Before your downsizing project for 2017 begins, start by reviewing these tips. Enthusiasm for a fresh start with less “stuff” sometimes leads people to make bad decisions that cannot be undone.
Downsizing includes more than moving to a smaller home, but according to this article,“8 things you need to know before you downsize in 2017,” from Starts at 60, doing it right can have a positive impact on your finances. Doing it wrong, can wreak havoc on your retirement and your estate plan. Before you take one more thing to the curb, consider the following:
- Allow yourself plenty of time. Start the downsizing process early. Plan the move several years in advance, so you have time to see where you’d like to move and to crunch the numbers.
- Ask for advice. Buying and selling a home can be a real emotional event, so ask a family member, friend, or financial adviser for a second opinion or a fresh pair of eyes to review the situation.
- Review any impacts on your pension. You should determine what effect your move will have on your pension.
- If you’re headed to a retirement community, figure out what would be left were you to move again. Many retirement communities charge what is called a Deferred Management Fee for each year you live there. For every year you live in the retirement village, you’re charged a fee, which is taken out of the proceeds when you choose to sell your home. It’s possible the amount you leave that retirement village with when you sell will be less than what you paid.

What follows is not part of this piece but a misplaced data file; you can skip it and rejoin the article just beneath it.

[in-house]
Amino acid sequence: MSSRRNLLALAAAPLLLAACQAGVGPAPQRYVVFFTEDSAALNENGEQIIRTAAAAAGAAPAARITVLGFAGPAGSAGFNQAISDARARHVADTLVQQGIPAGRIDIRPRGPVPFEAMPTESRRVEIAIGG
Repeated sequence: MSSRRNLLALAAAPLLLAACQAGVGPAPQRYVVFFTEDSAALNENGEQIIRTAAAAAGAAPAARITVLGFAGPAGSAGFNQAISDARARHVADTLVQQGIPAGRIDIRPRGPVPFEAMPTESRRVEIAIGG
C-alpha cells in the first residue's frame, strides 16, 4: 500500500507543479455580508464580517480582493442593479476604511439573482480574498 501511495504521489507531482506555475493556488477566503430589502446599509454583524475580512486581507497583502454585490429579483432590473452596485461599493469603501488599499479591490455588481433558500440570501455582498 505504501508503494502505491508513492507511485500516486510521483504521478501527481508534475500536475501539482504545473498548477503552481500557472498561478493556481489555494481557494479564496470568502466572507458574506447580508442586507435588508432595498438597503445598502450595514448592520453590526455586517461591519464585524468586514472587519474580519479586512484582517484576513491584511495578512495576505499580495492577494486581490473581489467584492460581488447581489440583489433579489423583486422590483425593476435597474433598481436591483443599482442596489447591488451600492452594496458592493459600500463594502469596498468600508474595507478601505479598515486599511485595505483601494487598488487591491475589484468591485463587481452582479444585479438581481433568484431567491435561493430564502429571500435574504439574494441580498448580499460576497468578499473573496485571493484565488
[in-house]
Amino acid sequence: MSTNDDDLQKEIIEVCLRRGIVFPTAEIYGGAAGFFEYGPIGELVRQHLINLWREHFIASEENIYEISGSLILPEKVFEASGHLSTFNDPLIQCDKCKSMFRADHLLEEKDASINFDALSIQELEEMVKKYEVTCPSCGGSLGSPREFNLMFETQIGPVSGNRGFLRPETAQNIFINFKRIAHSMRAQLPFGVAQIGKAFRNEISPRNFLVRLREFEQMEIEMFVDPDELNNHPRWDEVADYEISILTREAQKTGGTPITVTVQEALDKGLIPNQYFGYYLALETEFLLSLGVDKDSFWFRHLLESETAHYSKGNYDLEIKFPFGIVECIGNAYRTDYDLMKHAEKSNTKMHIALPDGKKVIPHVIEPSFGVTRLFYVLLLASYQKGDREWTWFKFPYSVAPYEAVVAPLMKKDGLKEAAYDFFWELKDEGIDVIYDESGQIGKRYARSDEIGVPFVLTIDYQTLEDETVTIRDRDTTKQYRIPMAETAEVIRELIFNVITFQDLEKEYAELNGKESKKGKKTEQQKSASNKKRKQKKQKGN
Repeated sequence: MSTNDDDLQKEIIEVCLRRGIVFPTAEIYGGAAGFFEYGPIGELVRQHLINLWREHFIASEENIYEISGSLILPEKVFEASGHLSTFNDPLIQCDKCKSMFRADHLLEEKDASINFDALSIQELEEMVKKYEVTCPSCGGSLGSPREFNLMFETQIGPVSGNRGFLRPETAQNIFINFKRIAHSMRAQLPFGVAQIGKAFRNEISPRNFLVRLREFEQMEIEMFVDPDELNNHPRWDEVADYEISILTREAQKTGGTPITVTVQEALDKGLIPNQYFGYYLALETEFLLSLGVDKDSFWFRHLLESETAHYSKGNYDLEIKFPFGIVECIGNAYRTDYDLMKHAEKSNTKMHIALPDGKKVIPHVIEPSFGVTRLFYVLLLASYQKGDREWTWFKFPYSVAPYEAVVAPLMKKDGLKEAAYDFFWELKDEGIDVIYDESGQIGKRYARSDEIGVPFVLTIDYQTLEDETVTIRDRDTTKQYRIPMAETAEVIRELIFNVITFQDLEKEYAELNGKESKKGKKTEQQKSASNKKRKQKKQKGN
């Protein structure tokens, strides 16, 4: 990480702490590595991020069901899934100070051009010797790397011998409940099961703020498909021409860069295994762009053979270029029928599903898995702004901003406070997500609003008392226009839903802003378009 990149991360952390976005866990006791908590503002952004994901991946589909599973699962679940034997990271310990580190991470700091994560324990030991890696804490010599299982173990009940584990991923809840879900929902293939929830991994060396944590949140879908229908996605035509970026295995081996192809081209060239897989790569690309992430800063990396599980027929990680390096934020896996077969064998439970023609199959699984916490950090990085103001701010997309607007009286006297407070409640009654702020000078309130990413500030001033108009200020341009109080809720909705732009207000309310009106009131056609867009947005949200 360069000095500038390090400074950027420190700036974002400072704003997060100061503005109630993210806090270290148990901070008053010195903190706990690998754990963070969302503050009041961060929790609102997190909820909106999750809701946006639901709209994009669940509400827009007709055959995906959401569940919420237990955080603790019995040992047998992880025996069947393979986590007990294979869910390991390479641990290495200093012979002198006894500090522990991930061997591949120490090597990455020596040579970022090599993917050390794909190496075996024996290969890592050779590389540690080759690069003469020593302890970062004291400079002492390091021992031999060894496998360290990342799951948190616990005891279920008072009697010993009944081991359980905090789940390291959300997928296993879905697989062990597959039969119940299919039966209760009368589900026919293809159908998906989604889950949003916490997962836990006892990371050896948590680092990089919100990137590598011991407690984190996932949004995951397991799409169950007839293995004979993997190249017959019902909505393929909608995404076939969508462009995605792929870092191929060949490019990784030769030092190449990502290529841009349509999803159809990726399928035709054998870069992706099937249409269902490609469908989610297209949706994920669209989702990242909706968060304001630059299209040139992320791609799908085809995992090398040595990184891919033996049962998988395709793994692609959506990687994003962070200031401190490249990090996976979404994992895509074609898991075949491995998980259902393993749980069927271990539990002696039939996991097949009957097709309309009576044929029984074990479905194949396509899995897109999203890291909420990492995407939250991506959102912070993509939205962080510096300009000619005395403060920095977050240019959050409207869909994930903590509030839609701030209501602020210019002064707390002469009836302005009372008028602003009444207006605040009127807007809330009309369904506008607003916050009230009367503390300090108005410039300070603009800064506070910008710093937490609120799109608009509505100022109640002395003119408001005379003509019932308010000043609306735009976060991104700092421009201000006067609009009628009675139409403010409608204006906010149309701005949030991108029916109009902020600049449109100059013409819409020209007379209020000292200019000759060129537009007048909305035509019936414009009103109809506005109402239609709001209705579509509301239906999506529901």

- Consider regular fees the facility may charge. There may be a monthly fee to defray some of the expense of running the village.
Here are a few “Don’ts” to remember:
- Don’t purchase a new home before selling your old one. Don’t sign a contract on a new home until you sell your old home. While you may have had some wiggle room while you were working, there’s little or no margin for error now. If you sell your home first, you eliminate extra stress, and you’ll know your financial status. This makes it easier to buy the next home.
- Don’t be overly itchy to move when you’re not ready. If you have doubts that a move will make sense financially, there’s no harm in staying put. If you stay a little longer, you can avoid a stressful move.
- Get help from a trusted estate planning attorney for any retirement community contracts. Buying a home is always a complex transaction. However, if you are buying a home in a retirement community or a continuing care retirement community, those contracts are even more complicated and may have a significant impact on your estate plan. Talk with an estate planning attorney who can review the contracts with an eye to your personal situation. Your estate planning attorney will also be able to tell you if the numbers work, or if you need to rethink your overall plan.
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